The ecumenical Patriarch of Constantinople has written an encyclical – a papal letter sent to all bishops of the Roman Catholic Church – announcing the pan-Orthodox Synod taking place from 18 to 27 June in Crete. The encyclical included a strongly-worded reference to the importance of collegiality.
The encyclical, officially announcing and convening the pan-Orthodox Synod – the first major gathering of the Orthodox world in fifty years – scheduled to take place in Crete from 18 to 27 June, was drawn up by Bartholomew, by the grace of God Archbishop of Constantinople, New Rome, and Ecumenical Patriarch.
He wrote: “the path that the Church has followed from the beginning throughout the course of its history [is] that of collegiality. The discernment between truth and lies, between orthodoxy and heresy, is not always easy. Even the heretics believed and believe they follow the truth and there will always be those that will characterize those who do not agree with their point of view as ‘heretics’. The Orthodox Church in this case recognizes one, single authenticity: the Synod of its canonical Bishops.”
He added: “Without a decision by the Synod, discernment between orthodoxy and heresy is not possible. All the dogmas of the Church and its sacred canons bear the seal of synodality. Orthodoxy is the Church of collegiality. The Orthodox Church has always emphasised this ecclesiological principle and applied it faithfully locally. This was the case for many centuries even at the ecumenical and pan-Orthodox level, however, it was then interrupted for a long time due to historical circumstances”.
It is possible that the Patriarch of Constantinople intended to address the attempts of extremist fringes within the Orthodox world to brand Catholics and Christians of other denominations as “heretics” with these words.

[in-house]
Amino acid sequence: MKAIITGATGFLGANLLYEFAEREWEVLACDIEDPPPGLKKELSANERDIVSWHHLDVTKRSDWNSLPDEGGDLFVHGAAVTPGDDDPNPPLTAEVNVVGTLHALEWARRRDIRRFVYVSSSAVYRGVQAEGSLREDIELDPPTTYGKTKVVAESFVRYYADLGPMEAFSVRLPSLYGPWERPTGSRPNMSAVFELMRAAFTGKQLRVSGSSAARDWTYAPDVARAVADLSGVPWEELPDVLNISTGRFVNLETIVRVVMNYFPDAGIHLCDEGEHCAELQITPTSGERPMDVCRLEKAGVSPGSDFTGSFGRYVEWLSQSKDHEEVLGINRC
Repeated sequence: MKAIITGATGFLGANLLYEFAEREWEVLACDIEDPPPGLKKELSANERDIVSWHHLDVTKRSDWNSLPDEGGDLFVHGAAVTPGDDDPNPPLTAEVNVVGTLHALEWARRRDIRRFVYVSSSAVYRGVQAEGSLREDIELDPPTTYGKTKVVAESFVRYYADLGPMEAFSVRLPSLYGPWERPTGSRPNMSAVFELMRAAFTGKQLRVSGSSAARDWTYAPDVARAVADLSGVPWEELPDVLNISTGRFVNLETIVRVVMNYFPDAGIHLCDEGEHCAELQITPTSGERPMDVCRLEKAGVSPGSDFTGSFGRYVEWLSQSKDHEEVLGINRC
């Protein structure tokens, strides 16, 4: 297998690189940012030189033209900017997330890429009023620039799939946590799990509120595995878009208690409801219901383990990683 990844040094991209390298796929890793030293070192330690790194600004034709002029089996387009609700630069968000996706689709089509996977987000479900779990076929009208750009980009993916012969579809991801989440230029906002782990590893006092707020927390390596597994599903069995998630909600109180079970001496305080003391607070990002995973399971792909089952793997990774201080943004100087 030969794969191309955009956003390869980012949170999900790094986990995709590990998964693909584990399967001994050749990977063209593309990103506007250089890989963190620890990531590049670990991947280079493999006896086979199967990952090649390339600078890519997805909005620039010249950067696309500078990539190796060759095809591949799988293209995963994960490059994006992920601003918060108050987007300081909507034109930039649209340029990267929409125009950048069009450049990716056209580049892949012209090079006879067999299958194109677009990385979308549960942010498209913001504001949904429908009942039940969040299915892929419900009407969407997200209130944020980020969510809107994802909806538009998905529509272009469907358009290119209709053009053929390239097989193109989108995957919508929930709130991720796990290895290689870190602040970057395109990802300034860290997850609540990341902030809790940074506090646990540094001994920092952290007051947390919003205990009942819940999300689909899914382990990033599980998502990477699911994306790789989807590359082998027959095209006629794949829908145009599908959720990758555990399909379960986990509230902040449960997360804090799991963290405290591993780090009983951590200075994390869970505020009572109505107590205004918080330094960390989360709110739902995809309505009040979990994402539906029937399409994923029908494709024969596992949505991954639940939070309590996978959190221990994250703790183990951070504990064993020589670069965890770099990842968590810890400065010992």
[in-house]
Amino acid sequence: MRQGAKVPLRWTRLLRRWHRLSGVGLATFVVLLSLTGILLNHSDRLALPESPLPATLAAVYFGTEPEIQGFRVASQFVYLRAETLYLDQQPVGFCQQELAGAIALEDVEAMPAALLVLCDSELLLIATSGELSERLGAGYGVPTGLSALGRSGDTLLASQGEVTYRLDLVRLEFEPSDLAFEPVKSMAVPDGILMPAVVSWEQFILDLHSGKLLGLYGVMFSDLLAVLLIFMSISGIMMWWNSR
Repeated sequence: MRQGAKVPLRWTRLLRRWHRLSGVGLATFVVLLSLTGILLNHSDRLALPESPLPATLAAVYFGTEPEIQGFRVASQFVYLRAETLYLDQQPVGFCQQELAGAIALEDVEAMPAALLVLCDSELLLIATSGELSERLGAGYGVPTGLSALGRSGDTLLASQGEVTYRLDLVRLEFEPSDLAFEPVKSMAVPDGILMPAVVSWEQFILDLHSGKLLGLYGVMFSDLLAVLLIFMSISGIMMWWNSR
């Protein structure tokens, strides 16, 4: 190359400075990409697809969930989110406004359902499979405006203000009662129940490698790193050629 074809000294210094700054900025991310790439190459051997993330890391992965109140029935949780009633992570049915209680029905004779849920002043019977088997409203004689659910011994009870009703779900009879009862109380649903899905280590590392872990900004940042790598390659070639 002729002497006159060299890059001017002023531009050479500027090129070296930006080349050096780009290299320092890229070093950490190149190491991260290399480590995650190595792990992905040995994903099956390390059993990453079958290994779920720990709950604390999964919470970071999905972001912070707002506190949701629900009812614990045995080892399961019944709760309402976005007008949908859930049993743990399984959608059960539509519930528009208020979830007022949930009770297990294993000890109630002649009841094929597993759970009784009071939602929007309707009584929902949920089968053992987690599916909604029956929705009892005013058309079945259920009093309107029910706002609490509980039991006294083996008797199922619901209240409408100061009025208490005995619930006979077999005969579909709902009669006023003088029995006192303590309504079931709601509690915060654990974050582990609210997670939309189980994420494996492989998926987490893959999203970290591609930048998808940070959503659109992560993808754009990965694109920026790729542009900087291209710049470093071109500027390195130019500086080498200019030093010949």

It is also possible, however, that the strong emphasis on synodality, aside from being a pointer for the future direction of the Church, is a response to a document issued by the Russian Orthodox Church which, in January 2014, clarified its own position on papal primacy. It stated that in the first millennium, the primacy of Rome was “honorary” and “of human order” – a sort of coordinating centre. Put simply, what Bartholomew seems to be saying in his encyclical is that Constantinople does not need to take lessons from Moscow when it comes to synodality.
The Patriarch goes on to say: “The main purpose and importance of this pan-Orthodox Synod is to demonstrate that the Orthodox Church is the One, Holy, Catholic and Apostolic Church, united in the Mysteries and of course in the Divine Eucharist and in the Orthodox faith, but also in synodality. […] This is why its preparation has required such a long period of time, through a series of Preparatory Committees and Pre-Synodal councils, so that the documentation of its decisions and reasoning would transpire as reached in unity, expressed with one voice and with one heart.”
The Holy and Great Synod of the Orthodox Church will be dedicated “mainly to issues relating to the structure and the external life of the Orthodox Church, which are in immediate reorganization, such as issues concerning relations with the remaining Orthodox Christian world and the mission of the Church in our time”.
Bartholomew recognises “that the world is waiting to hear the voice of the Orthodox Church on many of the burning issues that concern mankind today”. However, he explains that the Orthodox Church must first “look to the issues within its own home”. Bearing this in mind, the Patriarch says that the first pan-Orthodox Synod to be held in many centuries “is the first and decisive step which is expected that, through the grace of God, not long after others will follow.”
Bartholomew concludes, “Times are difficult, and the unity of the Church must be an example of unity of humanity which has been torn apart by division and conflict. The success of the Holy and Great Synod concerns all members of the Church, who are also called to show a willingness to achieve this.”
The encyclical was signed by Bartholomew and the 12 metropolitan bishops representing the Churches of the Orthodox diaspora. The bishops are elected each year on a rotating basis by the permanent Synod of the Church of Constantinople.